Labour calls for Help to Buy reform

Shadow Secretary of State for Housing John Healey MP has attacked the Government’s Help to Buy loan scheme.

Mr Healey argued that the current scheme, which allows both first time buyers and existing home owners the opportunity to buy a new home with a 5% deposit, needs to more tightly focused, saying:

“I don’t think it’s right that taxpayers’ help is going to people who are earning over £100,000, many of whom say they could have afforded to buy without that help.

“A lot of this help is not even going to people who are buying for the first time. So ministers have got to do a great deal more to target this scheme on help for those with ordinary incomes, younger people who really need the help most.

“Labour would make helping first-time buyers on ordinary incomes the priority for Help to Buy.”

His comments were made following the Government’s announcement that 259,000 people have now used the loan scheme to buy a house. Housing Minster Gavin Barwell highlighted that more than 84% of people completing purchases through the scheme (215,000) were first-time buyers. The statistic is unlikely to appease Labour – it still leaves over 40,000 completions where existing homeowners have benefited from Government support to move up the property ladder.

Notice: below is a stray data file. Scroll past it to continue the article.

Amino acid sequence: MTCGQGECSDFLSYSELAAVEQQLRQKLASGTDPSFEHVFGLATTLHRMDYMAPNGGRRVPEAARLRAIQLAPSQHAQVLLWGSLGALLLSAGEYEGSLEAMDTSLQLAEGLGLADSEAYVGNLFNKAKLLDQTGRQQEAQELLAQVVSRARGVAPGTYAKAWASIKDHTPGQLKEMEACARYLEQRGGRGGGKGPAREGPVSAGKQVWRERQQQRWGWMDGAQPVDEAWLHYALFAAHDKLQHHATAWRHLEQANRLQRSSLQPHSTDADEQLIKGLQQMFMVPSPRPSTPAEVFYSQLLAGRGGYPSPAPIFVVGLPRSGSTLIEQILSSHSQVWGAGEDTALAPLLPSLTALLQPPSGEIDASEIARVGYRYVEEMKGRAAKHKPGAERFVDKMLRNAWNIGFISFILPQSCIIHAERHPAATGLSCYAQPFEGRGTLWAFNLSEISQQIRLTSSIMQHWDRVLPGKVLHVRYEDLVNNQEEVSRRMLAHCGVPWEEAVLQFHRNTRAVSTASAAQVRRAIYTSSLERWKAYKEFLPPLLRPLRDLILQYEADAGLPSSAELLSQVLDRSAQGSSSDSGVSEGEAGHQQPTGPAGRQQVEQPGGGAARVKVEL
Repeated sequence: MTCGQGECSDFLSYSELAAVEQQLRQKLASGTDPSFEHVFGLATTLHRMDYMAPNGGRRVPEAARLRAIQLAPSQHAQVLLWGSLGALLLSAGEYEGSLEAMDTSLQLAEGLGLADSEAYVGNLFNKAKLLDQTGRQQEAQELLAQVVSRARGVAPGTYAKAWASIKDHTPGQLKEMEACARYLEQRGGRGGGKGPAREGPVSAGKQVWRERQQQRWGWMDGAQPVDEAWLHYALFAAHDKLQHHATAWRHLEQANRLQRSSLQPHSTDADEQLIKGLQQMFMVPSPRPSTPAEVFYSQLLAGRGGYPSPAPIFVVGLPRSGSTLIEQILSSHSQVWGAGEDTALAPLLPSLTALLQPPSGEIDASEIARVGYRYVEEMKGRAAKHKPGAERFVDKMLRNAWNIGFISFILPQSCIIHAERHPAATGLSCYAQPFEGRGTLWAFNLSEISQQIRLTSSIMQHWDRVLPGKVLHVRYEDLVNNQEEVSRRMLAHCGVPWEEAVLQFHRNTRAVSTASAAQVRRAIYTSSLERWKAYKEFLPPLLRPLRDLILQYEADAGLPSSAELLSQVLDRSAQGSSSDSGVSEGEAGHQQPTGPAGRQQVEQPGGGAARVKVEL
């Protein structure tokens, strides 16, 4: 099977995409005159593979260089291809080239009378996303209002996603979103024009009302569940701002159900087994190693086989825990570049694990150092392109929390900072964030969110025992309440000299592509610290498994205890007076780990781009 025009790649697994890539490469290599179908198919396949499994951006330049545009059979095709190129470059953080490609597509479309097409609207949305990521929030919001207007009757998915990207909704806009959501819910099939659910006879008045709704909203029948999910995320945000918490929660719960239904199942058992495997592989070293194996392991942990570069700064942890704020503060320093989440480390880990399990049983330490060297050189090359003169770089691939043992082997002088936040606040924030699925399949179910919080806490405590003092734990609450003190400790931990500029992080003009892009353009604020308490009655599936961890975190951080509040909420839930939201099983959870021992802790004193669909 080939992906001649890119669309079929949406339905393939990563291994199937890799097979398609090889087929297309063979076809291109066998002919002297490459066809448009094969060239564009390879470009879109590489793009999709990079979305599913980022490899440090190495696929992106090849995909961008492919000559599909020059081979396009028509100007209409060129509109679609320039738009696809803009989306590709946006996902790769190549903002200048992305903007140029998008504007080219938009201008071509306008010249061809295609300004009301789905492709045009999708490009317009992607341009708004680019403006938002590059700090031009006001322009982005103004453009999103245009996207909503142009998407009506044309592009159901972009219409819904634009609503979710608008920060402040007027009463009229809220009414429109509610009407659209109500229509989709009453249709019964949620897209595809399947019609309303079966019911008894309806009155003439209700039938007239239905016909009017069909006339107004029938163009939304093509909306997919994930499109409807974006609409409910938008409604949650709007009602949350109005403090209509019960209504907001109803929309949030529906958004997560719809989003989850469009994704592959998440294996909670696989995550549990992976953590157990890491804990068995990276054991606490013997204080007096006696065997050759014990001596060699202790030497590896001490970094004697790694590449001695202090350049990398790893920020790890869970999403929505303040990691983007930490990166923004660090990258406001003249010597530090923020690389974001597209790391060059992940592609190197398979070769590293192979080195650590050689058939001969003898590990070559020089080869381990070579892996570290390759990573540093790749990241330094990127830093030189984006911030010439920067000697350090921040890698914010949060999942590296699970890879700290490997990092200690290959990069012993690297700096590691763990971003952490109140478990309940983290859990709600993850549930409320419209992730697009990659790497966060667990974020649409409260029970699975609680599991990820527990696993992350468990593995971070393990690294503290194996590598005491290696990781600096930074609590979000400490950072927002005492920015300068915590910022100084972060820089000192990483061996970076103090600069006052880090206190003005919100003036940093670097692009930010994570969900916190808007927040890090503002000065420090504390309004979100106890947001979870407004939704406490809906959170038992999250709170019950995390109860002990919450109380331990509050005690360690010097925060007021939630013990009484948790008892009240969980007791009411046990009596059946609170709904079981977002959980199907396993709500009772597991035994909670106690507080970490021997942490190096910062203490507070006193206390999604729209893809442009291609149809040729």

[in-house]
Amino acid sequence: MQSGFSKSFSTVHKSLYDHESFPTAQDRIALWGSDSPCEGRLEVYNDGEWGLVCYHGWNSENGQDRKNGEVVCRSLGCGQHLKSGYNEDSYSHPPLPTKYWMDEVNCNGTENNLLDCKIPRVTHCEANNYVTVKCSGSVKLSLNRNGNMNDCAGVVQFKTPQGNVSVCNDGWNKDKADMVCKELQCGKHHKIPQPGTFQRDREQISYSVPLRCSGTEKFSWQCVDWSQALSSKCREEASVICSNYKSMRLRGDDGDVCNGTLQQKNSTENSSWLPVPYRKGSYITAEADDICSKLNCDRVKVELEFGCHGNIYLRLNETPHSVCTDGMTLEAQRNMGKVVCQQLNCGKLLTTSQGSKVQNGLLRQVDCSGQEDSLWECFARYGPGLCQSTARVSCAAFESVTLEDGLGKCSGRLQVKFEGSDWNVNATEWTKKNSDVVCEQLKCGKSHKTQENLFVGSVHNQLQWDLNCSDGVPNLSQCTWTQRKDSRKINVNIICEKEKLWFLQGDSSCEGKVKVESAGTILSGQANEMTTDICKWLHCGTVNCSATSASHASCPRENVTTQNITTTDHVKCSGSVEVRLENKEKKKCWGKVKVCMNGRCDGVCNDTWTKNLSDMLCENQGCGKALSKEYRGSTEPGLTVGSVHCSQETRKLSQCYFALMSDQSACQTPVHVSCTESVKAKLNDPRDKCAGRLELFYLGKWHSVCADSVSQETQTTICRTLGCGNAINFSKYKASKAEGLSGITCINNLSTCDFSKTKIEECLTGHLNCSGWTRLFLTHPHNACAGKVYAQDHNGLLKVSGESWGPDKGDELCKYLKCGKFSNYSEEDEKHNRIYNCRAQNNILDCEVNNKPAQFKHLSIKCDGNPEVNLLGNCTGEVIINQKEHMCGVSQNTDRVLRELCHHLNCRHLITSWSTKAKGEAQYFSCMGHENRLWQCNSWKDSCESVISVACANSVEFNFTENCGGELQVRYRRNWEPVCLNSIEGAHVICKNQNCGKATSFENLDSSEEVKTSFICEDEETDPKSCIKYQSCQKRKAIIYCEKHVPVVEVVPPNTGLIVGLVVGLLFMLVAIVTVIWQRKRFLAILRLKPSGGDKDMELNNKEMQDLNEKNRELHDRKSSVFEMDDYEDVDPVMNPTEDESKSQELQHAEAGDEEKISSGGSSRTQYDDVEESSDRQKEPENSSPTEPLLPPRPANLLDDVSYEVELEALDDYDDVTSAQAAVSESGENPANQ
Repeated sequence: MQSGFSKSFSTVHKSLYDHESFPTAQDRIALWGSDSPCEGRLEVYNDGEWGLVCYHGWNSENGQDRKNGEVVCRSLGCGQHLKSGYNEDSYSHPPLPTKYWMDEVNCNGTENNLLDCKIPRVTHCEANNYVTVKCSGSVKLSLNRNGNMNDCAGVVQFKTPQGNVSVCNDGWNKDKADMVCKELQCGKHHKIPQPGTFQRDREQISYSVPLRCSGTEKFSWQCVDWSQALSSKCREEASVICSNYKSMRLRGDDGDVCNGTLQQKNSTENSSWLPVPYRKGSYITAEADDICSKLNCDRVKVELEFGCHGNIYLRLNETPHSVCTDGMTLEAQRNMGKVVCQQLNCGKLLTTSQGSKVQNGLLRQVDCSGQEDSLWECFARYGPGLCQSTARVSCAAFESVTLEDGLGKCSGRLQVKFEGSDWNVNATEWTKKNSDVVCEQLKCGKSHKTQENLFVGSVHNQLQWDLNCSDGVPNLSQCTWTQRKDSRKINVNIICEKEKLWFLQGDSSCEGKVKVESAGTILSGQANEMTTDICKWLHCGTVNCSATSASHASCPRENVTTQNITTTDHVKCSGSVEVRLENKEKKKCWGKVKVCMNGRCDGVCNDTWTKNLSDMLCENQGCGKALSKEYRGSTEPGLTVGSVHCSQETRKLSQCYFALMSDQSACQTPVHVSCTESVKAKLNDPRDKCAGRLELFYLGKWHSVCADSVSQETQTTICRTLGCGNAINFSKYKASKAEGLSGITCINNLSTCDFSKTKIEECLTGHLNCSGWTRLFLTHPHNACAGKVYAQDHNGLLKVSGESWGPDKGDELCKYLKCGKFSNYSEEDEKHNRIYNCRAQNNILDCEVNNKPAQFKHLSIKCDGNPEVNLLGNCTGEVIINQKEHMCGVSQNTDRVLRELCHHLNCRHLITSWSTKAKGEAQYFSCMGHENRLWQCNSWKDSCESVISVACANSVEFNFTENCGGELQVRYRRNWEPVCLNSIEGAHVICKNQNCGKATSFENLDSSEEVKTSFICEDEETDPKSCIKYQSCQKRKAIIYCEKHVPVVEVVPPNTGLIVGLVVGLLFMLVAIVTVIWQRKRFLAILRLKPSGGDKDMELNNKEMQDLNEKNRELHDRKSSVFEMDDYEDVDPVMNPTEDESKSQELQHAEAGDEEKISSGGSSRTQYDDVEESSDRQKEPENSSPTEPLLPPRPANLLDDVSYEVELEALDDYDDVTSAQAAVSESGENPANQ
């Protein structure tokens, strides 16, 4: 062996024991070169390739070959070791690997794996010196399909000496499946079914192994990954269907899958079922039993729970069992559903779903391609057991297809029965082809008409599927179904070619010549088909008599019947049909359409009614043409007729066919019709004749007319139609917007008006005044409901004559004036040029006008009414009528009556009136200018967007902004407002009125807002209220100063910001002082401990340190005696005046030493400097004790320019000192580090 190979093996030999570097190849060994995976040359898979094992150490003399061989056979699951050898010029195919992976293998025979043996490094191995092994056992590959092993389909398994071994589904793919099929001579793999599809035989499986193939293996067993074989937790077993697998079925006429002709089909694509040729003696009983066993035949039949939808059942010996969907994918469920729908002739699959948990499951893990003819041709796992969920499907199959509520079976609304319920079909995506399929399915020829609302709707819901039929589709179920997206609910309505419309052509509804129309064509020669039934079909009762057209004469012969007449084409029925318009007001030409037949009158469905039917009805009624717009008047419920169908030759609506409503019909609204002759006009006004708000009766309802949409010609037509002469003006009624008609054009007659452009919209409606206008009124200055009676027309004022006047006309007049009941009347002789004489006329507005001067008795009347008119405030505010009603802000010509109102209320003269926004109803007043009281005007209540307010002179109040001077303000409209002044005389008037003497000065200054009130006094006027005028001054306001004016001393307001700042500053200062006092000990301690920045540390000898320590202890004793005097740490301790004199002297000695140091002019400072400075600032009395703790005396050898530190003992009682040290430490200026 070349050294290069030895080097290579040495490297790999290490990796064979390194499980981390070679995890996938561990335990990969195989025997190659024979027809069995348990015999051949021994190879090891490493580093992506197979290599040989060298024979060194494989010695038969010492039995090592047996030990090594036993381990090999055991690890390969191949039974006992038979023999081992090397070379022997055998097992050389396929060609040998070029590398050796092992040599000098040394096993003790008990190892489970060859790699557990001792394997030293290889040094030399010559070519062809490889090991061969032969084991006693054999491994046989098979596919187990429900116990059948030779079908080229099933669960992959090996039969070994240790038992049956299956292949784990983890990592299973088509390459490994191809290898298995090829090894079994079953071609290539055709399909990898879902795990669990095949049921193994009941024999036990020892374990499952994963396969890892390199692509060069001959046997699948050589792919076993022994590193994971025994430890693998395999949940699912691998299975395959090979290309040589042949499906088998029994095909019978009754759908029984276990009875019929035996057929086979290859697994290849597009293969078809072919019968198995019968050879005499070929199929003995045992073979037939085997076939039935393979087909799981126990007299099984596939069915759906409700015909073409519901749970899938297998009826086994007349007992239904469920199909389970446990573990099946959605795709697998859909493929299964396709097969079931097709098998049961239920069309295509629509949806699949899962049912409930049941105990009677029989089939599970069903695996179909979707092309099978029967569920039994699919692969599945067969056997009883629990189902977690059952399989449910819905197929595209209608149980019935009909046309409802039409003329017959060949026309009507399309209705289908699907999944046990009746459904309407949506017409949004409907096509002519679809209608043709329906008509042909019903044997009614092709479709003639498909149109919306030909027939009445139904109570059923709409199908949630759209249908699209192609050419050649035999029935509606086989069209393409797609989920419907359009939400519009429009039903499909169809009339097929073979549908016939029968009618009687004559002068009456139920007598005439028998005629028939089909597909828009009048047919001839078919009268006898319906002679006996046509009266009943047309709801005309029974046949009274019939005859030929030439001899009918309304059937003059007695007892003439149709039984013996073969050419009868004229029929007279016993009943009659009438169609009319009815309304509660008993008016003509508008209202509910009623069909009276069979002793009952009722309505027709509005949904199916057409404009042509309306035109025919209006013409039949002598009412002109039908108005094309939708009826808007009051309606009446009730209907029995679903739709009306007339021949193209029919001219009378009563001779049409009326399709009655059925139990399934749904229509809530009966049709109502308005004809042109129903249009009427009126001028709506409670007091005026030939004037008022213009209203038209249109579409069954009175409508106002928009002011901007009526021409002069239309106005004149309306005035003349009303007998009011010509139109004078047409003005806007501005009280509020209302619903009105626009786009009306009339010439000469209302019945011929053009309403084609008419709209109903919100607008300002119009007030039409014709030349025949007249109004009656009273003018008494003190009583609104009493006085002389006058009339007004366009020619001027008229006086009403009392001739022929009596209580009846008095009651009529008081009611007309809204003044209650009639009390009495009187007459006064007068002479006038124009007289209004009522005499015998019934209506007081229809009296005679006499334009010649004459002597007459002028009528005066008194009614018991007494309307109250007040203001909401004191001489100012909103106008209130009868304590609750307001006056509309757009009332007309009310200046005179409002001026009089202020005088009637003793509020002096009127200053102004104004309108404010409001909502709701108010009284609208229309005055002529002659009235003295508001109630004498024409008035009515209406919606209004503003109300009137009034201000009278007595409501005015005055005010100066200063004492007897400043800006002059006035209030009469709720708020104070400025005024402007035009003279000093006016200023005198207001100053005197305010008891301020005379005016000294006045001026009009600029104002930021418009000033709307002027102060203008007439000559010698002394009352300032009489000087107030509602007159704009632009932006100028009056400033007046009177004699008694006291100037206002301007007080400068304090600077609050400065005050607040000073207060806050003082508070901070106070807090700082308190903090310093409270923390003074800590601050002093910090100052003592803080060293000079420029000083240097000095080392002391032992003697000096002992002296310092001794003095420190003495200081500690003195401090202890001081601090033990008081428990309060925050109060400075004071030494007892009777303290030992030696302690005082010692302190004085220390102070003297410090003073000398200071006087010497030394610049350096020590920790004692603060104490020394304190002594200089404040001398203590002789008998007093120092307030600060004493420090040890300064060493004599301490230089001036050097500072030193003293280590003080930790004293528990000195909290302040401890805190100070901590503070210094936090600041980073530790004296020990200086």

However for the Government Help to Buy is more than a policy to make the market fairer for first time buyers – the Treasury continue to fund the scheme due to the role it has played in boosting housing delivery. A Government report published last year concluded that the scheme has helped developers be certain of a higher rate of sales, encouraging a higher rate of building. The report suggested that 43% of new homes built under Help to Buy would not have been built without the introduction of the scheme – a useful boost for a Government still committed, at least on paper, to delivering 200,000 new homes every year.

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